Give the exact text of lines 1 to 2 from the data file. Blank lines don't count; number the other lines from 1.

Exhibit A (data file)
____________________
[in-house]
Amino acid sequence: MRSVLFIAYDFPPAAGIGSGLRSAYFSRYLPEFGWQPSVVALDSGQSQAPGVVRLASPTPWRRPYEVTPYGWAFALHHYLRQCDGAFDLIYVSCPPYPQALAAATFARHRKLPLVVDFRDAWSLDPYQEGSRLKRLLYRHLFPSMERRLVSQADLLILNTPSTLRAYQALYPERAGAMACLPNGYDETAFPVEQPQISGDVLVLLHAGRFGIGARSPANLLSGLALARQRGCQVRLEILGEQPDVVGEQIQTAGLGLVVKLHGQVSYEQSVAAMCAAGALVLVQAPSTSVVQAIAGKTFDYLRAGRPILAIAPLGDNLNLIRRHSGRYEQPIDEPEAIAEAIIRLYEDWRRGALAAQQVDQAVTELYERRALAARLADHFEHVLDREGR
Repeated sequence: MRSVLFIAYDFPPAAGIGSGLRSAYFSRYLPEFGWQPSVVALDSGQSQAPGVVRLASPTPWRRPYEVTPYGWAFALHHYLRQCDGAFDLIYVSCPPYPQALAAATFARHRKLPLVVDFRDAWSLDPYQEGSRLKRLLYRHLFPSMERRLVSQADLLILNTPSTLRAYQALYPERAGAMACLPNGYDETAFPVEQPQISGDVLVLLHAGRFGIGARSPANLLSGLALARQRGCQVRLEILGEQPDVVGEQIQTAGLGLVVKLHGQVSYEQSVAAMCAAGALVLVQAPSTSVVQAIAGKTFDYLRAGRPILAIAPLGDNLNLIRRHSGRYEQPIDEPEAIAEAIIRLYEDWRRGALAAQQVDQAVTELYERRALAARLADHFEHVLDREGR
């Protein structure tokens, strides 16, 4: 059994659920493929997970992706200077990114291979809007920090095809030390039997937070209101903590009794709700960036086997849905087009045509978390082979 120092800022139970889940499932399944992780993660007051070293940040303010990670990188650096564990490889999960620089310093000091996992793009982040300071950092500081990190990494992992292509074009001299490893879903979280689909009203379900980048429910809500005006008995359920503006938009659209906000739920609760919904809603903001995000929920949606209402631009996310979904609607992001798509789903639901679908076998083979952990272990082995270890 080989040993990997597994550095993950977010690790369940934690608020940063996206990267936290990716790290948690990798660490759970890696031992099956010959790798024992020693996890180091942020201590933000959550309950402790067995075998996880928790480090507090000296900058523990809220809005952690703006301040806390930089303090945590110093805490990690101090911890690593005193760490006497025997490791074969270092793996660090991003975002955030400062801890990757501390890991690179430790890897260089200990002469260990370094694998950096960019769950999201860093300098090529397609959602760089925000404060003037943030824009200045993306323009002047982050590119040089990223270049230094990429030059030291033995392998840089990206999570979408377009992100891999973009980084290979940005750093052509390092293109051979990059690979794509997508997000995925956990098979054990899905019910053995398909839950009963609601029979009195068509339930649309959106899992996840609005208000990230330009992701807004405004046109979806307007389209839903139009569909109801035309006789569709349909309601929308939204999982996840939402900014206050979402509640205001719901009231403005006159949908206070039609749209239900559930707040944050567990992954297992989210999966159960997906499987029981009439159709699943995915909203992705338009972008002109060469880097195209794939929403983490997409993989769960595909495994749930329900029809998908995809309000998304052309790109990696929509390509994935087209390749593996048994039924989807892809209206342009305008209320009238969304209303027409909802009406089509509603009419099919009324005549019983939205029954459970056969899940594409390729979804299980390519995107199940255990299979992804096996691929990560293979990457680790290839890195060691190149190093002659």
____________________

[in-house]
Amino acid sequence: MRSVLFIAYDFPPAAGIGSGLRSAYFSRYLPEFGWQPSVVALDSGQSQAPGVVRLASPTPWRRPYEVTPYGWAFALHHYLRQCDGAFDLIYVSCPPYPQALAAATFARHRKLPLVVDFRDAWSLDPYQEGSRLKRLLYRHLFPSMERRLVSQADLLILNTPSTLRAYQALYPERAGAMACLPNGYDETAFPVEQPQISGDVLVLLHAGRFGIGARSPANLLSGLALARQRGCQVRLEILGEQPDVVGEQIQTAGLGLVVKLHGQVSYEQSVAAMCAAGALVLVQAPSTSVVQAIAGKTFDYLRAGRPILAIAPLGDNLNLIRRHSGRYEQPIDEPEAIAEAIIRLYEDWRRGALAAQQVDQAVTELYERRALAARLADHFEHVLDREGR